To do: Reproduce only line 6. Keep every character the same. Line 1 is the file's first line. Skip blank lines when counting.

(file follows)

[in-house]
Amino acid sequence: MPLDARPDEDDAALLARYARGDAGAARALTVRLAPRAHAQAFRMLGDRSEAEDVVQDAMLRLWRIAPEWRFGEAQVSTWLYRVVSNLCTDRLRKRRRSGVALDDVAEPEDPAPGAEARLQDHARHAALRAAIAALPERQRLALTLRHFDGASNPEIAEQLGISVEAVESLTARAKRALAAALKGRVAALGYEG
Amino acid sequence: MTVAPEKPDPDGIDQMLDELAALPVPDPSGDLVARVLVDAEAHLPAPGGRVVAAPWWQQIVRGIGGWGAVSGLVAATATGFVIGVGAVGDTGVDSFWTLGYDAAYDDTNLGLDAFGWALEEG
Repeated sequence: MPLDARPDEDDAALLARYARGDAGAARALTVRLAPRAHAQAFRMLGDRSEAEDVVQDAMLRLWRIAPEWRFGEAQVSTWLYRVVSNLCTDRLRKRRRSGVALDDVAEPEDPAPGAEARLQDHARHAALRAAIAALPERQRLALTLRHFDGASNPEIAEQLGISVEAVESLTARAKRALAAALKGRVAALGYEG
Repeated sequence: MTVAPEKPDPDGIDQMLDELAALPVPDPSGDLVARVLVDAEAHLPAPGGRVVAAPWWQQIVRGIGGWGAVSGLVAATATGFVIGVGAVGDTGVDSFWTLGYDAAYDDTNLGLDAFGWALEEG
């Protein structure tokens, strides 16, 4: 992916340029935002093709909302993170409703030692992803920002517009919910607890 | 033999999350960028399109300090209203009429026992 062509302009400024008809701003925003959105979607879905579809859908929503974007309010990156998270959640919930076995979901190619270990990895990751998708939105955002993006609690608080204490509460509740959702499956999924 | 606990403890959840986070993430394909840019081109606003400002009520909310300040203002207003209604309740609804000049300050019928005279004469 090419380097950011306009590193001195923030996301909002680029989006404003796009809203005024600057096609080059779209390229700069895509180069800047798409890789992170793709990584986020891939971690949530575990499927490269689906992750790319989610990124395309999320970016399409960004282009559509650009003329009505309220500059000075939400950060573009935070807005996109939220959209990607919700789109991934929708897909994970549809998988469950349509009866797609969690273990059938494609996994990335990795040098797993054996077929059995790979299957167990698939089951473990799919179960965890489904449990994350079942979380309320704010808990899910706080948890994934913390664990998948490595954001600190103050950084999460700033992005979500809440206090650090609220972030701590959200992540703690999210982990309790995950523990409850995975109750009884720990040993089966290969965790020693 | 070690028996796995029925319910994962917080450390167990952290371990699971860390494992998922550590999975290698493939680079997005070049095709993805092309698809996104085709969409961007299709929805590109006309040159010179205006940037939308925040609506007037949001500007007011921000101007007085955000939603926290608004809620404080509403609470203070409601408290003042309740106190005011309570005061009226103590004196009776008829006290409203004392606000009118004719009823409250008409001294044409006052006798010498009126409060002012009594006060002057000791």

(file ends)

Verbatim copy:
């Protein structure tokens, strides 16, 4: 992916340029935002093709909302993170409703030692992803920002517009919910607890 | 033999999350960028399109300090209203009429026992 062509302009400024008809701003925003959105979607879905579809859908929503974007309010990156998270959640919930076995979901190619270990990895990751998708939105955002993006609690608080204490509460509740959702499956999924 | 606990403890959840986070993430394909840019081109606003400002009520909310300040203002207003209604309740609804000049300050019928005279004469 090419380097950011306009590193001195923030996301909002680029989006404003796009809203005024600057096609080059779209390229700069895509180069800047798409890789992170793709990584986020891939971690949530575990499927490269689906992750790319989610990124395309999320970016399409960004282009559509650009003329009505309220500059000075939400950060573009935070807005996109939220959209990607919700789109991934929708897909994970549809998988469950349509009866797609969690273990059938494609996994990335990795040098797993054996077929059995790979299957167990698939089951473990799919179960965890489904449990994350079942979380309320704010808990899910706080948890994934913390664990998948490595954001600190103050950084999460700033992005979500809440206090650090609220972030701590959200992540703690999210982990309790995950523990409850995975109750009884720990040993089966290969965790020693 | 070690028996796995029925319910994962917080450390167990952290371990699971860390494992998922550590999975290698493939680079997005070049095709993805092309698809996104085709969409961007299709929805590109006309040159010179205006940037939308925040609506007037949001500007007011921000101007007085955000939603926290608004809620404080509403609470203070409601408290003042309740106190005011309570005061009226103590004196009776008829006290409203004392606000009118004719009823409250008409001294044409006052006798010498009126409060002012009594006060002057000791």